Europe 1 / Photo credit: ALAIN JOCARD / AFP 2:00 p.m., February 12, 2024

As Valentine's Day approaches, Europe 1 asked the question of the shyness of young people in romantic encounters. And the observation is clear: 18-24 year olds seem on average more inhibited than Generation Y, but also more stressed at the time of first dates, according to an Ifop survey in partnership with Tinder.

Generation Z, shy generation? Recently, the media massively relayed the study revealing the decline in sexual activity among young French people with the lowest rate of sexual intercourse recorded in 50 years. They point in particular to the omnipresence of screens or the evolution of the relationship with consent as responsible. And the question of the shyness of 18-24 year olds arises and imposes itself. According to a Canadian study, published in

Psychological Science

in 2023, people born between 1997 and 2010 are more shy than their elders. 

"The changing social context due to technological innovations may have led to fewer face-to-face social interactions, and fewer opportunities to develop social skills, by interacting with other people. In turn , this may have resulted in a learned and contextual avoidance of physical interactions, leading to the isolation, inhibition, and worry that characterize shyness", summarizes one of the authors of the study, from the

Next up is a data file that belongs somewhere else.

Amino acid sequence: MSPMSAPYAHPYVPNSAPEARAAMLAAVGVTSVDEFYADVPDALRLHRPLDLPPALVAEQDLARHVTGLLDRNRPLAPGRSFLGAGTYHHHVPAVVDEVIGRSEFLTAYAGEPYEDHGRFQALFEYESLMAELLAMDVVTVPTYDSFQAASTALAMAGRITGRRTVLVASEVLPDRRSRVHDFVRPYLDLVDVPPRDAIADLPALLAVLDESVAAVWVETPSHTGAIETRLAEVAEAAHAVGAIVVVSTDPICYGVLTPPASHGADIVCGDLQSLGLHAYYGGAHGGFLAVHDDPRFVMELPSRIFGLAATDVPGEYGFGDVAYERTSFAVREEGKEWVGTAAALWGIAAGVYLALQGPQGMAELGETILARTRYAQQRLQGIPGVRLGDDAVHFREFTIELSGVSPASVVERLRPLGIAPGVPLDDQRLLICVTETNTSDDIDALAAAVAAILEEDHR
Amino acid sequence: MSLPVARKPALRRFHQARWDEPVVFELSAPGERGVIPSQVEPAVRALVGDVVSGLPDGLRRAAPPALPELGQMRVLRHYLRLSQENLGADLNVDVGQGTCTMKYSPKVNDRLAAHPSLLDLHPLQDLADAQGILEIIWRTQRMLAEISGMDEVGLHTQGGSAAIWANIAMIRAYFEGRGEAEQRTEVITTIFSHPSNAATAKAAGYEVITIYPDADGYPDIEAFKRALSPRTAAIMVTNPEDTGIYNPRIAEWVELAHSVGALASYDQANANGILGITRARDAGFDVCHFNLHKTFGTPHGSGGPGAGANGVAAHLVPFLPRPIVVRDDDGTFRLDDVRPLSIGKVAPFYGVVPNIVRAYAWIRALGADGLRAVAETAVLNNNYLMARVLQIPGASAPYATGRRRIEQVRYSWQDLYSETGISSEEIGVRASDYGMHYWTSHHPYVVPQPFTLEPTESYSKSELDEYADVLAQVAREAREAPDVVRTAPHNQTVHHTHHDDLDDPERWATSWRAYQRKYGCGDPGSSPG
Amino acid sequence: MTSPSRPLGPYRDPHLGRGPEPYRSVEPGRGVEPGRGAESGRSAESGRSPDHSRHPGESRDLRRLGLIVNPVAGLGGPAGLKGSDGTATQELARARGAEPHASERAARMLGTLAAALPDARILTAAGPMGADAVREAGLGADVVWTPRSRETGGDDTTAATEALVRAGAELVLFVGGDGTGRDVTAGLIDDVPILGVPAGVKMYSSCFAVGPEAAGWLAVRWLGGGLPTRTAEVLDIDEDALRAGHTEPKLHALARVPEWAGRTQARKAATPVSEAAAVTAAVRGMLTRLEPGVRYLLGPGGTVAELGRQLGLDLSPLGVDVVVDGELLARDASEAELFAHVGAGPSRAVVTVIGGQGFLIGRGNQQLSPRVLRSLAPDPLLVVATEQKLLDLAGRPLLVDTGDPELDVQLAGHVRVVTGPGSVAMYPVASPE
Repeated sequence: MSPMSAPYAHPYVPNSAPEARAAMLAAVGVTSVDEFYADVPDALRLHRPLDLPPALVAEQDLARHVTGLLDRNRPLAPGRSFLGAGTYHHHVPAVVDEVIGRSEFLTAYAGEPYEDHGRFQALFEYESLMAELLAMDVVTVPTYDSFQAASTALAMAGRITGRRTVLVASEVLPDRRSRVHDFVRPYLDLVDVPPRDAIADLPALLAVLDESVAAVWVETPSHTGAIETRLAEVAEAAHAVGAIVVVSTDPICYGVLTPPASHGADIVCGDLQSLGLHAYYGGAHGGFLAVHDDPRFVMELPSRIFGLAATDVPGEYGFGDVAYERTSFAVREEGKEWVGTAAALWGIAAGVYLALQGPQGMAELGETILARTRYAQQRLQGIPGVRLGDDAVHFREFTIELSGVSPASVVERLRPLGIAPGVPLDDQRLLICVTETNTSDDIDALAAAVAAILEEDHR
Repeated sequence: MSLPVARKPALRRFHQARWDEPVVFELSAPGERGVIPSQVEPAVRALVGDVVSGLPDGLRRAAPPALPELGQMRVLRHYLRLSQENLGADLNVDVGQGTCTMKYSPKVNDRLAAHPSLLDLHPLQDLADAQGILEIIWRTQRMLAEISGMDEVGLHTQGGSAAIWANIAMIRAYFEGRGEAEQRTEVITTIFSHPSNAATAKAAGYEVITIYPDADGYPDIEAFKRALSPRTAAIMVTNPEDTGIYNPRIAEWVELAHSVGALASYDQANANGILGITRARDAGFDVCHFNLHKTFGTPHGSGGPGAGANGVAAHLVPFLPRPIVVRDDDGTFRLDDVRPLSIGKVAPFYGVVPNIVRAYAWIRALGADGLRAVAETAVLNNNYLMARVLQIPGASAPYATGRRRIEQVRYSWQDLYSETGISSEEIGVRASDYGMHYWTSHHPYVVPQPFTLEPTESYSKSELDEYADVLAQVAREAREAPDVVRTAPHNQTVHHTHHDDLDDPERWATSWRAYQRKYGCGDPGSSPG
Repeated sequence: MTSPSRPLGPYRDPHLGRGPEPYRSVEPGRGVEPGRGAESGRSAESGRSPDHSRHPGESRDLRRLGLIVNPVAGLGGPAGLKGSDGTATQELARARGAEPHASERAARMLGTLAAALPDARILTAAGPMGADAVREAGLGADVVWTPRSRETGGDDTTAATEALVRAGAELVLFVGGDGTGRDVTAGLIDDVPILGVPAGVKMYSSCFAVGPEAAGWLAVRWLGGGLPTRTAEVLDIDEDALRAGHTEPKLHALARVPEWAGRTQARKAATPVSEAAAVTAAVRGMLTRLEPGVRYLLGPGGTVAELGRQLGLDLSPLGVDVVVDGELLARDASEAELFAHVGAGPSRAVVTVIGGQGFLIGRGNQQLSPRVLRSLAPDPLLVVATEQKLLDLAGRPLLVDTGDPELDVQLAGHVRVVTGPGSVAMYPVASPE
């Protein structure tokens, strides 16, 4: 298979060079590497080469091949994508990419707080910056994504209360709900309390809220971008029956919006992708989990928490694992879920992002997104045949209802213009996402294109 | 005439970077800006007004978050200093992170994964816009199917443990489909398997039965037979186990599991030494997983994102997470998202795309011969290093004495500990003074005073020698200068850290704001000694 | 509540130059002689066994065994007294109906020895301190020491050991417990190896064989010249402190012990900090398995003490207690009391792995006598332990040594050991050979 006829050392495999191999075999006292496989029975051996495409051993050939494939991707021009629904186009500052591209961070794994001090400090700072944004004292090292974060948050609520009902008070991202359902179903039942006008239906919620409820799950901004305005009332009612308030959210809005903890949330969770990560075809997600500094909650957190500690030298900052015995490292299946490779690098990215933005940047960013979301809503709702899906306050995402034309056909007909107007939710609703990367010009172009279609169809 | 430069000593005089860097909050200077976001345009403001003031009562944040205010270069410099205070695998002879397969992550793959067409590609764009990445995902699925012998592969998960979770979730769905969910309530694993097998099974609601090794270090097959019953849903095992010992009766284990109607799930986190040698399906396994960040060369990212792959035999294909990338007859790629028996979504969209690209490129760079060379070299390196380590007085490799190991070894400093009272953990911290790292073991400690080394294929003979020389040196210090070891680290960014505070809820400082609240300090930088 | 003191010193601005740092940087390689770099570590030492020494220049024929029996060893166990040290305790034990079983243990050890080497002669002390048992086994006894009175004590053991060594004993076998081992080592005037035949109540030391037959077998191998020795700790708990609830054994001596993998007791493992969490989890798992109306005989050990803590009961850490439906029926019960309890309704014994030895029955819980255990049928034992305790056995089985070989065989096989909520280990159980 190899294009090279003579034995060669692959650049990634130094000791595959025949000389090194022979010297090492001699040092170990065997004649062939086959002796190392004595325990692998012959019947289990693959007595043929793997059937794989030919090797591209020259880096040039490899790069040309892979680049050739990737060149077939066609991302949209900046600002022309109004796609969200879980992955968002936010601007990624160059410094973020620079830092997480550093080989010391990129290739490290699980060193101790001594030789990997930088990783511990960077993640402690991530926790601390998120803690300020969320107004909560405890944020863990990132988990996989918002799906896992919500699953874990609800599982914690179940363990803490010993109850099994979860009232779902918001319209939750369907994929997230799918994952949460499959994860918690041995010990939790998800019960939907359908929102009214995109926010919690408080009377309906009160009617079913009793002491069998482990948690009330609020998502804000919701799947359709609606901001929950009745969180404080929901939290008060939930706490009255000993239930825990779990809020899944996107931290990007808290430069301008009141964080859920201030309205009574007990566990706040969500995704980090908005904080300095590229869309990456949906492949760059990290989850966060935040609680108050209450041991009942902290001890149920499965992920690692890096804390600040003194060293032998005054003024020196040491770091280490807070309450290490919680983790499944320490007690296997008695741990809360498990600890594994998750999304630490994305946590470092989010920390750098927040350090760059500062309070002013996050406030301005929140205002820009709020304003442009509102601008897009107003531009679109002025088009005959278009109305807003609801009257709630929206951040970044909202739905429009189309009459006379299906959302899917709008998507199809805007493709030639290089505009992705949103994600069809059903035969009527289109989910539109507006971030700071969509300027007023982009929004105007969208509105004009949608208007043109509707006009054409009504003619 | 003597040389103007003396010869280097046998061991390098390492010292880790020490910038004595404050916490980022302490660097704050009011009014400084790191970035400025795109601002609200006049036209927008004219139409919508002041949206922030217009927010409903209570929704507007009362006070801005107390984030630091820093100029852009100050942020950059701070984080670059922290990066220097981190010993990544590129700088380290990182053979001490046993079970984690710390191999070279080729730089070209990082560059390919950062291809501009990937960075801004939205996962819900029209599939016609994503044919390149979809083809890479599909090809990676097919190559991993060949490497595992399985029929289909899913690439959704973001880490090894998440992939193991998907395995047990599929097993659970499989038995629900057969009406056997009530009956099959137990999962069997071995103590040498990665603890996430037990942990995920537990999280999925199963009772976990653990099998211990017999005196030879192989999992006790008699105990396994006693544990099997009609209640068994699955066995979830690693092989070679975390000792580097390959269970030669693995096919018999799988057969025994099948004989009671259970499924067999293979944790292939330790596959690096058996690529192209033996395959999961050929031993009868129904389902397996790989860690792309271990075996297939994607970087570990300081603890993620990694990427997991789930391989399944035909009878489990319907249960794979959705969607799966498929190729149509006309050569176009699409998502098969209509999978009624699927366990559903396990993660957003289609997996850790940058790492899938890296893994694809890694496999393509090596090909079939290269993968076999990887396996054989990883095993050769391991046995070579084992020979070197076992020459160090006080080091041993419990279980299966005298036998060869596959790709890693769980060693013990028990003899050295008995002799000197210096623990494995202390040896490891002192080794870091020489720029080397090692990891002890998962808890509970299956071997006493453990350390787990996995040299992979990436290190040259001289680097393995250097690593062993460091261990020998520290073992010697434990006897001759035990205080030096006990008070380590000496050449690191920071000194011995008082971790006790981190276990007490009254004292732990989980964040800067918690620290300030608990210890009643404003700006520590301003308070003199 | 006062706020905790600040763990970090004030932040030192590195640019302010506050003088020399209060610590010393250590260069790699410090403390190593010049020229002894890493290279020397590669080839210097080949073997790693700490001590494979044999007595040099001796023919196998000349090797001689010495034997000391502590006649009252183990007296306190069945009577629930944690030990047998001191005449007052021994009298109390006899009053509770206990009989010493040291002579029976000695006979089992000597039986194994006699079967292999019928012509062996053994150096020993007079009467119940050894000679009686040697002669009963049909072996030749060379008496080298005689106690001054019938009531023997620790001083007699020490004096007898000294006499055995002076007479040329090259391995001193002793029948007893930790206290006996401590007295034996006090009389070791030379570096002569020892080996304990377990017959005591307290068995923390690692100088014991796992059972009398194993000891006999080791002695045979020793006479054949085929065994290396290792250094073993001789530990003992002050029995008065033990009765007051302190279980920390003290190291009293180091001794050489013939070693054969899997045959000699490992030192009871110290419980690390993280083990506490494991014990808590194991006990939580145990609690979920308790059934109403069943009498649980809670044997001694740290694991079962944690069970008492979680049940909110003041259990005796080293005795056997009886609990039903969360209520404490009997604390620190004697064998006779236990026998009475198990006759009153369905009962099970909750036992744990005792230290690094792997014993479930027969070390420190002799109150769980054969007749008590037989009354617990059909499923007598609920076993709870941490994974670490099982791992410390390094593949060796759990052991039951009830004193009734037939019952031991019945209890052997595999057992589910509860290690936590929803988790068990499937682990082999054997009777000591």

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74% of young people surveyed “stressed” by a first date

A shyness which is inevitably found during the first romantic dates. According to an Ifop survey, carried out in partnership with Tinder, 74% of young people aged 18-24 are stressed before a first "date", including 41% systematically. A higher rate among women and people using dating apps, investigators note. The result was obtained thanks to an online questionnaire in December 2023, among 1,002 young people aged 18 to 24, representative of the French population under 25 living in mainland France.

In detail, young people are particularly worried about how others see them: 91% of young people questioned say they are "stressed" by not being liked, a rate which rises to 95% among women, compared to 86% among men. men. The “perfect woman” syndrome? Other fears are widely mentioned, such as the more general fear of meeting a new person, or of showing signs of apprehension: sweating, sweaty hands or bad breath. So many factors that risk scaring single people from proposing a date on Valentine's Day.